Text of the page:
The CCAR is pleased to present this Responsum on collecting money for tzedakah in the synagogue on Shabbat (5780.1), the newest addition to our historic collection of questions and answers about Jewish living.
Question: The question has arisen in our congregation as to whether it is permissible to collect money for tzedakah on Shabbat. I am aware of a few congregations who do announce the tzedakah cause for the week and have ushers accept donations on the way out of services, without pressure of course. I am well aware of the prohibition of carrying money and engaging in commercial activities on Shabbat in the halacha. But, as Reform Jews, we pay little heed to most of these rules. Also, we have no reservations about other traditional prohibitions, e.g. driving on Shabbat, turning on electric lights, cooking food, etc. Most Reform Jews carry money in their wallets and purses on Shabbat without the sense that they are violating the Shabbat. No doubt, many also engage in other activities that are not traditionally permissible. These activities, I realize, are considered violations of Shabbat, whether the practices are widespread or not. However, it seems to me that tzedakah may fall into a different category for us. After all, the individual who gives tzedakah is not benefitting in any material way. Given Reform Judaism’s deeply held convictions about the importance of tzedakah, could this mitzvah override the traditional prohibition in the view of our movement?
– Rabbi Michael Sternfield, Bradenton, FL
Answer: As we have seen, not using money – even for the most worthy of purposes – was a distinguishing feature of Shabbat observance, whose symbolic significance only grew over time. Our evolving Shabbat observance, in a Reform context, has digressed from that consensus by recognizing a limited number of ways in which using money may enhance an individual’s Shabbat, by deepening their experience of it as a day of spiritual renewal, e.g., paying admission to a museum. But in that case, the use of money is an incidental means to a central purpose of Shabbat. It is not intended to grant unrestricted approval for spending money on Shabbat. Indeed, our Reform precedents are unanimous in insisting that giving tzedakah is a financial transaction that should not be done on Shabbat, however praiseworthy it is to link it to Shabbat. (By way of analogy, we might consider the Conservative movement’s decision to allow driving to synagogue. That takkanah was made to enable Jews to attend public worship on Shabbat when 1950s suburbanization meant that synagogues were increasingly not within walking distance. It did not give Conservative Jews blanket permission to grab keys and a full tank of gas to go out and “see the USA in their Chevrolet” on Shabbat.)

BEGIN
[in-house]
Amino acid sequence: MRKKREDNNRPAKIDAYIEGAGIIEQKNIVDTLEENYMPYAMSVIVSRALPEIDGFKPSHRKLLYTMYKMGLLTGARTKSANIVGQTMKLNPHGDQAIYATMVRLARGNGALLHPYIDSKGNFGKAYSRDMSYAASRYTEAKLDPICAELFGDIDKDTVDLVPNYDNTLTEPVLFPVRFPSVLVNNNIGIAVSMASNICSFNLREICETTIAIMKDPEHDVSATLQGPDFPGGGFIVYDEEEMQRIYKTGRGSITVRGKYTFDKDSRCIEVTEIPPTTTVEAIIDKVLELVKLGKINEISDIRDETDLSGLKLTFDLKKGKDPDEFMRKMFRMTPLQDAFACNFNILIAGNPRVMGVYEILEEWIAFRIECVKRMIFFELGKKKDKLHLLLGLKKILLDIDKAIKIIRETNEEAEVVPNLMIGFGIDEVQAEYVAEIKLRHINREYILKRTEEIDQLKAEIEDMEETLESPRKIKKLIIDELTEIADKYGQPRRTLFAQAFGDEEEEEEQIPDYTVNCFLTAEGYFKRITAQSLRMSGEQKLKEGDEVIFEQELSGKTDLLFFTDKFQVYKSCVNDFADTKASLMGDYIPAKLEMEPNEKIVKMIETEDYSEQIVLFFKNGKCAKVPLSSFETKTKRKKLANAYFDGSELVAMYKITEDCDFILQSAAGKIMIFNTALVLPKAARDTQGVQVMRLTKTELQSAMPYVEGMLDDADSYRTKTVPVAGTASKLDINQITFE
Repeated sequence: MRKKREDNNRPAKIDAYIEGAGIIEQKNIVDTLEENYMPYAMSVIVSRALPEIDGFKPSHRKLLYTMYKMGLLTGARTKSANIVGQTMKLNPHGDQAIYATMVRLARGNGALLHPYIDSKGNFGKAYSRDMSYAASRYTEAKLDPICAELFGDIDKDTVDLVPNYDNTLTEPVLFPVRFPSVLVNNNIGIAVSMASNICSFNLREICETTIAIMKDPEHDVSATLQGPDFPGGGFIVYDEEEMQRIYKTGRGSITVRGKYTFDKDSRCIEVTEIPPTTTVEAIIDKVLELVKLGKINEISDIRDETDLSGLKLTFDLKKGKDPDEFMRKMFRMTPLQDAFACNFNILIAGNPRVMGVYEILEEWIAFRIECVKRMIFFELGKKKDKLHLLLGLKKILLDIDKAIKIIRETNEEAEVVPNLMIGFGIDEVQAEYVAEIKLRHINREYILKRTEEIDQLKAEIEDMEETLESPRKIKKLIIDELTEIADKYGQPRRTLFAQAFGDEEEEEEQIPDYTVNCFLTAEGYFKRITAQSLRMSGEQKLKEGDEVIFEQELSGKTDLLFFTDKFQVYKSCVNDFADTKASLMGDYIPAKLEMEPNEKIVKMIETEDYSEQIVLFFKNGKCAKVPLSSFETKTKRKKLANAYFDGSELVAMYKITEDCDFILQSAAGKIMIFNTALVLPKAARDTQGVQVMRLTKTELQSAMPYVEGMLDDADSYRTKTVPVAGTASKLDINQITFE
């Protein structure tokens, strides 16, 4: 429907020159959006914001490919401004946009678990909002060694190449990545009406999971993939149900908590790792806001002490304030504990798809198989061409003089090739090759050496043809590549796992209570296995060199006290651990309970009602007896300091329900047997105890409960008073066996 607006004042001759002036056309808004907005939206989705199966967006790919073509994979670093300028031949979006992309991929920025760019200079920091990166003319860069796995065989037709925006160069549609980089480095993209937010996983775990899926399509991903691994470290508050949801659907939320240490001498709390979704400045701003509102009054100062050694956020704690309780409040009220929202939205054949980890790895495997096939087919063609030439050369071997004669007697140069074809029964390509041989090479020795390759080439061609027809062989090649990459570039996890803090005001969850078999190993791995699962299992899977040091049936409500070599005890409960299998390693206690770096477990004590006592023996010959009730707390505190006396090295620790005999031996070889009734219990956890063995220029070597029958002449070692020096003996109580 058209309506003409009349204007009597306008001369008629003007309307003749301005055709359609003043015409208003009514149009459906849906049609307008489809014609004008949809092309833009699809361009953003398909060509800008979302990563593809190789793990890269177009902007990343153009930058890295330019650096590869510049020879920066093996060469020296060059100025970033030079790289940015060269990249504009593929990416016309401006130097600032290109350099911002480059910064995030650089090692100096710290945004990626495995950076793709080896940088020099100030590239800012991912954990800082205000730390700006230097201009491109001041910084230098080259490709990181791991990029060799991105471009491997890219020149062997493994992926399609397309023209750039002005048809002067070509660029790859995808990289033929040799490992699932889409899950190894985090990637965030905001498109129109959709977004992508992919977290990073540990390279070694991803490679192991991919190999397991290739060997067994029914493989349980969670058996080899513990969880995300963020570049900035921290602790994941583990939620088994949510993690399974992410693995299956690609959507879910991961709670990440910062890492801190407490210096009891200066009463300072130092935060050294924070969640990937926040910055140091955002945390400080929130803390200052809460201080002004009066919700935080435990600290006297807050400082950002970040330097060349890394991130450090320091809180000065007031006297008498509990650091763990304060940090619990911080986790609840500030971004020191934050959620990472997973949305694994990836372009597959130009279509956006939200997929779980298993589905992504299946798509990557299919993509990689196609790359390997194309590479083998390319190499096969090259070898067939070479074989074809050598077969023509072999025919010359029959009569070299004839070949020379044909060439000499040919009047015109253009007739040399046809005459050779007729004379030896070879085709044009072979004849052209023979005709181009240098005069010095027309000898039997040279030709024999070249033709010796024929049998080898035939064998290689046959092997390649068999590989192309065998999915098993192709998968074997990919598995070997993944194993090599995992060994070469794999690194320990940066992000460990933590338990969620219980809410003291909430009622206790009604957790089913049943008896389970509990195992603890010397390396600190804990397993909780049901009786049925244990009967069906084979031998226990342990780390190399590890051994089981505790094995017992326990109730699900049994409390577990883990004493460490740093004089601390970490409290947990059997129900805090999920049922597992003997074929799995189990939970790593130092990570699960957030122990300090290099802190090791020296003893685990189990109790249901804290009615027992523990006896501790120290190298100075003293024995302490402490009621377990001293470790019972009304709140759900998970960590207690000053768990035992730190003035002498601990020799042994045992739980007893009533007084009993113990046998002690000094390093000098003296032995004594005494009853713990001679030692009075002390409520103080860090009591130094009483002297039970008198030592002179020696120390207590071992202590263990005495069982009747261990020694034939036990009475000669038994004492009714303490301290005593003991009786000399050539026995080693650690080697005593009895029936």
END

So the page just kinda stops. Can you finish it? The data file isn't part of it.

It is one thing to allow an individual to make a personal decision to use money as an incidental means to enhance their Shabbat renewal. It is quite another to declare that the mitzvah of giving tzedakah – a commercial transaction – is so important that we may, or that we should, make it a regular, i.e., essential, part of our Shabbat observance. We would be making a fundamental alteration in the character of Shabbat. If we are to do that, there must be a compelling reason to do so, a matter of overriding necessity. We do not see any such compelling reason or overriding necessity in the question before us.
As we have seen, our tradition has long accepted that it is perfectly acceptable to discuss communal affairs, including deciding tzedakah allocations (but not actually disbursing the funds), on Shabbat, and making pledges to give tzedakah. Nothing is stopping the congregation from including a formal tzedakah appeal in the Shabbat service. But why is it so crucial for the actual funds to be collected then? And how are they to be collected? Are the ushers passing a plate for cash, as in churches? Handing out pens for people to write checks? Carrying around credit card readers? Encouraging congregants to take out their smart phones and make a donation via PayPal? How can this be done as part of a Friday night (or Saturday morning) synagogue service without fundamentally altering the character of Shabbat in a way that destroys its sanctity?
We especially do not see a compelling reason, given that a congregation can still take advantage of the larger Shabbat attendance – as did our ancestors – without actually collecting money on Shabbat. We therefore recommend the following solution to the matter.